19. Drive by Nicolas Winding Refn
This movie is so good that I honestly don’t even know where to start. The director, Refn, enjoys creating movies where the audience needs to be part of the “vibe” he strives to provoke. In this case, the 80s feel is emphasized by the amazing soundtrack and the glossy cinematography (which are made clear in the night scenes and whenever cars appear). Also, I became interested in Ryan Gosling’s acting career solely due to this movie. I love it!
(By the way; isn’t this such an amazing poster?)
18. Carnage by Roman Polanski
This movie is great because it can tell a short story and expand it to an hour – all of that while four adults talk to each other. I admire films like these because Carnage never becomes tedious (as it is only set in an apartment) due to its careful ability to create effective and short dialogues which recurs throughout the entire movie.
9. Nightcrawler by Dan Gilroy
Jake Gyllenhaal is one of my favorite actors nowadays. However, I believe that this is his greatest movie. His physicality and sociopathic skills both support this claim. All in all, the character study of this film is something that I could most likely watch every day. Despite that, however, other factors that make this movie unforgettable are the soundtracks, the cinematography (almost the entire movie is during the night), and the dark, “plot-twisty” story of sorts.
17. Memento by Christopher Nolan
I couldn’t, as millions of others throughout the globe, understand this movie completely the first time I watched it. With that, I decided to watch it again the next day. That way, I finally understood everything. From that moment, I have become addicted to this movie. Some people have role models, I have “role movies.” I would definitely, if I was to direct a movie, steal some techniques Nolan uses here to make this film exceptional.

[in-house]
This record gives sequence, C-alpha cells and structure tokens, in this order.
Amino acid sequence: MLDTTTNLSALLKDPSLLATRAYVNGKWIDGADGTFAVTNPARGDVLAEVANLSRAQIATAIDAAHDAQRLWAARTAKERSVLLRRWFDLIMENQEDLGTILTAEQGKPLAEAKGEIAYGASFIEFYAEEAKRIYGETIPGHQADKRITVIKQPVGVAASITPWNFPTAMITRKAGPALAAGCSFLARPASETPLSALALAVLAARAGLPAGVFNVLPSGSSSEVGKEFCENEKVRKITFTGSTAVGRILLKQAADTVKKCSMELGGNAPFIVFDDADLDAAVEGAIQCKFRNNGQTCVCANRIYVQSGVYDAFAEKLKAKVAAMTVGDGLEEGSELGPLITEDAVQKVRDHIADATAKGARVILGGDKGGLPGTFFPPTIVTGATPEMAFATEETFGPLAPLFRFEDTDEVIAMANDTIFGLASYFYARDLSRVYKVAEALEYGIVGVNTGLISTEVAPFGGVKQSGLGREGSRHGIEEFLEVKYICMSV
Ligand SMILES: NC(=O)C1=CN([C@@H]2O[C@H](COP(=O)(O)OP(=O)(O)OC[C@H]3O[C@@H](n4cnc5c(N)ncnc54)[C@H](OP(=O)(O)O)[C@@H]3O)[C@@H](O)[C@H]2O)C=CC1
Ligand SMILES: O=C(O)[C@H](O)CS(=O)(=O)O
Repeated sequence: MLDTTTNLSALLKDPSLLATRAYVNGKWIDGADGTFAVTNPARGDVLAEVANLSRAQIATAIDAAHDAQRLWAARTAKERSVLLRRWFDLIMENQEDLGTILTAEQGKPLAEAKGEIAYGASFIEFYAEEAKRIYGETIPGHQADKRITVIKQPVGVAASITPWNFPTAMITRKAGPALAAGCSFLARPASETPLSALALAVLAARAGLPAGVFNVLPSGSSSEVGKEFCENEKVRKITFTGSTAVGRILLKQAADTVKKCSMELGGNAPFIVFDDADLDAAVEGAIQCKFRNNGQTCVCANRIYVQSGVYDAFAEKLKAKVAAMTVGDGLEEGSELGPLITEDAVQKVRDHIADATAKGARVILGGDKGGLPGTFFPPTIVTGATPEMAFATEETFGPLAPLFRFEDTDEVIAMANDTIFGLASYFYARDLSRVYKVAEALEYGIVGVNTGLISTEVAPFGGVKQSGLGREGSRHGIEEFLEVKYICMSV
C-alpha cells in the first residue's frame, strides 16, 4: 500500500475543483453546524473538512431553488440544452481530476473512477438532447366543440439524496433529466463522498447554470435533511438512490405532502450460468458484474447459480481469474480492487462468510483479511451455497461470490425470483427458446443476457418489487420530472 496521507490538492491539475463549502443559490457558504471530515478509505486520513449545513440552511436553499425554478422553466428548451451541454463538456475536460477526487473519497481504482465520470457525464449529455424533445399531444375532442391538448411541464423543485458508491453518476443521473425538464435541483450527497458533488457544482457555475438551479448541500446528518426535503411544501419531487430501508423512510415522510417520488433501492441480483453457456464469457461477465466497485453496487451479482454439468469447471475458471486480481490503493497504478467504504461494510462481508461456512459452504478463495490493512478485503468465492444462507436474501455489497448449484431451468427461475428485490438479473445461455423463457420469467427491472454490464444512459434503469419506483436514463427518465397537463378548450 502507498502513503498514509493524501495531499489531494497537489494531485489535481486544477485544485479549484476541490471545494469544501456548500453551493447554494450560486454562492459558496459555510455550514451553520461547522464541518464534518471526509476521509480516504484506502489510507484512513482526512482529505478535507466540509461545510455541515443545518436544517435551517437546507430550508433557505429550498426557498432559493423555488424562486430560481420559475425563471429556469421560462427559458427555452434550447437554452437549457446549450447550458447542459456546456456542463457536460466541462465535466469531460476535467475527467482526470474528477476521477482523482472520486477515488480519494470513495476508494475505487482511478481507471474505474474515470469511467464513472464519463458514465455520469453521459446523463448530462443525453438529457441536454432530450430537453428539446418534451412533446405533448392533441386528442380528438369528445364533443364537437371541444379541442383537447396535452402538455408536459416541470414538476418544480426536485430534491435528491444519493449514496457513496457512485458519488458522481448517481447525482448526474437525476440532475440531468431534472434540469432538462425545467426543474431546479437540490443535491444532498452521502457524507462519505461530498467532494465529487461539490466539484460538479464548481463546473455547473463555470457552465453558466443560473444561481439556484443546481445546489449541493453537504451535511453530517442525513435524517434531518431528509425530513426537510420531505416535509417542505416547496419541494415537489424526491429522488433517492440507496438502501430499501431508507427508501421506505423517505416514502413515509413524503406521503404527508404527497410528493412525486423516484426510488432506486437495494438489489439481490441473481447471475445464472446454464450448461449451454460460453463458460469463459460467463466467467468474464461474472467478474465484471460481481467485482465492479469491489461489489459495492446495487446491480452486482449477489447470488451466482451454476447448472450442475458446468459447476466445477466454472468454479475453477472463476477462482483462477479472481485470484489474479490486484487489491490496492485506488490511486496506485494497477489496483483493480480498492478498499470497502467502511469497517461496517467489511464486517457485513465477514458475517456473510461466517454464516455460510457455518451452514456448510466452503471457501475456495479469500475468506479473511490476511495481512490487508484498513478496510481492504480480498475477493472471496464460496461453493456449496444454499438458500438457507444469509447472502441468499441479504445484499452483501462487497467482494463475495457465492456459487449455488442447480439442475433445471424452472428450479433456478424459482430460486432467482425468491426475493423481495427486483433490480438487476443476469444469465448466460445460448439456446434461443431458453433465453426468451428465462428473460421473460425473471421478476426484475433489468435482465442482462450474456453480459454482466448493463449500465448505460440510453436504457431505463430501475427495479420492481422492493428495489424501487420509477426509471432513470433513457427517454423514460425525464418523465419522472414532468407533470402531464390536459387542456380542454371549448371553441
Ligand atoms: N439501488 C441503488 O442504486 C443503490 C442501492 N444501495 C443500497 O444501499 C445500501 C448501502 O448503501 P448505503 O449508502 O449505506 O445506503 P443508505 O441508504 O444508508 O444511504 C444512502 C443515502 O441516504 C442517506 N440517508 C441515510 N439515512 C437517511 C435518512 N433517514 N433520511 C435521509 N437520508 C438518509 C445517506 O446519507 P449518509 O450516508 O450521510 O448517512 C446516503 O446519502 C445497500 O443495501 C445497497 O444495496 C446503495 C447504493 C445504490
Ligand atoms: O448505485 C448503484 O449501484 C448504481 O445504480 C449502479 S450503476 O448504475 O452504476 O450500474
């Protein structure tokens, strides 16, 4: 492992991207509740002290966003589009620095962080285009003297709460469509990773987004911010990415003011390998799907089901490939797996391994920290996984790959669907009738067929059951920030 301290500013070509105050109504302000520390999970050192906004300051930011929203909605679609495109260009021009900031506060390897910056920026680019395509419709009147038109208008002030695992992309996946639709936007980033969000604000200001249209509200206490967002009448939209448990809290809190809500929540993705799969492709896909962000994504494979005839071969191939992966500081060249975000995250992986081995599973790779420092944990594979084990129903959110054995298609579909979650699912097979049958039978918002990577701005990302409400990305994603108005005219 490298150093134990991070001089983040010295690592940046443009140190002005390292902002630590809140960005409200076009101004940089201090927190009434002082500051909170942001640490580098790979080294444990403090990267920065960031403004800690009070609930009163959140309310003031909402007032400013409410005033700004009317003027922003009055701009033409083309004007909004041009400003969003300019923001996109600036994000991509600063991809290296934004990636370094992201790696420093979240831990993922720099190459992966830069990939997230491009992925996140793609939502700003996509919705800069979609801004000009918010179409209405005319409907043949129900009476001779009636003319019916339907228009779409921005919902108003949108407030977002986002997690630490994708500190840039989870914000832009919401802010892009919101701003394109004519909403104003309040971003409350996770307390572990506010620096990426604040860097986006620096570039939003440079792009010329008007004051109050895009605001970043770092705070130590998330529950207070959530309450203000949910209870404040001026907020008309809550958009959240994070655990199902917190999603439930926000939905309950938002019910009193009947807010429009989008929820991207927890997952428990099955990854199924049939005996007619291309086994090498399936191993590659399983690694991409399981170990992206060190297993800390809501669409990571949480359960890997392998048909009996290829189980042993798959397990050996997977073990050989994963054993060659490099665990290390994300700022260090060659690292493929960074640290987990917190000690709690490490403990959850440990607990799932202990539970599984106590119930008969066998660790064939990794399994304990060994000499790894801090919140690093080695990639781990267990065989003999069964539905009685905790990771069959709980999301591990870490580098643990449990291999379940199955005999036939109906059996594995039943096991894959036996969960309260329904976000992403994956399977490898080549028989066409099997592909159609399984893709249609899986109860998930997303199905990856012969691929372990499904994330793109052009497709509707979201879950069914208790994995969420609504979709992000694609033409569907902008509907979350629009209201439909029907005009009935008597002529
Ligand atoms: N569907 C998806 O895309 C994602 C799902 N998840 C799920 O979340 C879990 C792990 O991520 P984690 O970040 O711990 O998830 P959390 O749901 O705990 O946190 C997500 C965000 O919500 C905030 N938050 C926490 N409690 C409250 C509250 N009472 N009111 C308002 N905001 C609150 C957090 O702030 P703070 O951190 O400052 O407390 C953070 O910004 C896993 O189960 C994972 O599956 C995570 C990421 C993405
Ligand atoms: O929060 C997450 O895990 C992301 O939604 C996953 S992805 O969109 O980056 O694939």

Check this out as well:
(It’s an 18 minute analysis of Memento by Nolan himself).
16. Fargo by the Coen Brothers
The accent, the cinematography, the insane and unexpected story, the portrayal of small town life, the soundtrack, the dialogue scenes, and especially the dark humor. I had promised just to list 10 movies, but I would later regret at least not mentioning this one.
EDIT: I would probably have added Ex_Machina to the list as well.
Now that I can scrutinize this in a better way I think that these films differentiate themselves from others that I love. In other words, I have realized that all of the movies noted above has some amazing examples of cinematography (i.e. Nebraska being B&W), screenplay (i.e. The Social Network has some amazing dialogue scenes), and plot structure (i.e. The Girl with the Dragon Tattoo’s parallel storyline works perfectly).
There are other certain movies I love, such as La La Land or Zodiac or The Wolf of Wall Street (which I have watched several times) but that I wouldn’t quite be able to watch it every day. These, however, do exactly that for me. Also, I feel this keen sense of “meticulousness” into these movies which for some reason appeal to me even more. All of them are top-notch.